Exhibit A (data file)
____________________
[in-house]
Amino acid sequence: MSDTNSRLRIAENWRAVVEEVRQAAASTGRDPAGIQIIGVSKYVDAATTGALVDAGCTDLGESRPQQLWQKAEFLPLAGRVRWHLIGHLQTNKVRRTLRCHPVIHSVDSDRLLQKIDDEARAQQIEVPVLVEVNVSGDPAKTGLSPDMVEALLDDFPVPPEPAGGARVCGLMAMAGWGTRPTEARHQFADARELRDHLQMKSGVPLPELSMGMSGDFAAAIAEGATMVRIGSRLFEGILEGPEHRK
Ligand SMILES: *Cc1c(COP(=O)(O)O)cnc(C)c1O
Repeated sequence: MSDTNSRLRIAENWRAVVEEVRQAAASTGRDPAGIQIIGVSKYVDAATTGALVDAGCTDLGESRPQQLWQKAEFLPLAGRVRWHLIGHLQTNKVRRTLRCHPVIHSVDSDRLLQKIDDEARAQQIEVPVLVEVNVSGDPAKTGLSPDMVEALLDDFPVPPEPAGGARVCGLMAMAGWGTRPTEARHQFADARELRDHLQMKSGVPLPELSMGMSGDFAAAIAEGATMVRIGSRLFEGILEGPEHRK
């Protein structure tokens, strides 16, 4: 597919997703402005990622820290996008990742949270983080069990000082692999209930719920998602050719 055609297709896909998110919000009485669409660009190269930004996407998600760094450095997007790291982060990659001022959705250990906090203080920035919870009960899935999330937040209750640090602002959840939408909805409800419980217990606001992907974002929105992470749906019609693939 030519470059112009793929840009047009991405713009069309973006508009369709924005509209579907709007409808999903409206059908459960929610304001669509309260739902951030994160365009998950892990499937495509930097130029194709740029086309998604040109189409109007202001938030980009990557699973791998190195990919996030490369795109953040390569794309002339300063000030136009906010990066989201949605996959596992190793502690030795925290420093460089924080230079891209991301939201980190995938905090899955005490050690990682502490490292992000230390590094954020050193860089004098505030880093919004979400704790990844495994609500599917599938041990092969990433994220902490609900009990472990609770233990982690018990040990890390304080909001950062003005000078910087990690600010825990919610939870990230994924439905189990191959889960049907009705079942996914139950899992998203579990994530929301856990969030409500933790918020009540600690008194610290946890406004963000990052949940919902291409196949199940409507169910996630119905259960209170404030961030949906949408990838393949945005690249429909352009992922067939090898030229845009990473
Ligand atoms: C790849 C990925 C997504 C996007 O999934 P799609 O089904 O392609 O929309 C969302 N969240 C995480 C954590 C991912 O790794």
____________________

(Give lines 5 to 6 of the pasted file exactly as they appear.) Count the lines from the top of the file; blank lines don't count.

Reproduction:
């Protein structure tokens, strides 16, 4: 597919997703402005990622820290996008990742949270983080069990000082692999209930719920998602050719 055609297709896909998110919000009485669409660009190269930004996407998600760094450095997007790291982060990659001022959705250990906090203080920035919870009960899935999330937040209750640090602002959840939408909805409800419980217990606001992907974002929105992470749906019609693939 030519470059112009793929840009047009991405713009069309973006508009369709924005509209579907709007409808999903409206059908459960929610304001669509309260739902951030994160365009998950892990499937495509930097130029194709740029086309998604040109189409109007202001938030980009990557699973791998190195990919996030490369795109953040390569794309002339300063000030136009906010990066989201949605996959596992190793502690030795925290420093460089924080230079891209991301939201980190995938905090899955005490050690990682502490490292992000230390590094954020050193860089004098505030880093919004979400704790990844495994609500599917599938041990092969990433994220902490609900009990472990609770233990982690018990040990890390304080909001950062003005000078910087990690600010825990919610939870990230994924439905189990191959889960049907009705079942996914139950899992998203579990994530929301856990969030409500933790918020009540600690008194610290946890406004963000990052949940919902291409196949199940409507169910996630119905259960209170404030961030949906949408990838393949945005690249429909352009992922067939090898030229845009990473
Ligand atoms: C790849 C990925 C997504 C996007 O999934 P799609 O089904 O392609 O929309 C969302 N969240 C995480 C954590 C991912 O790794």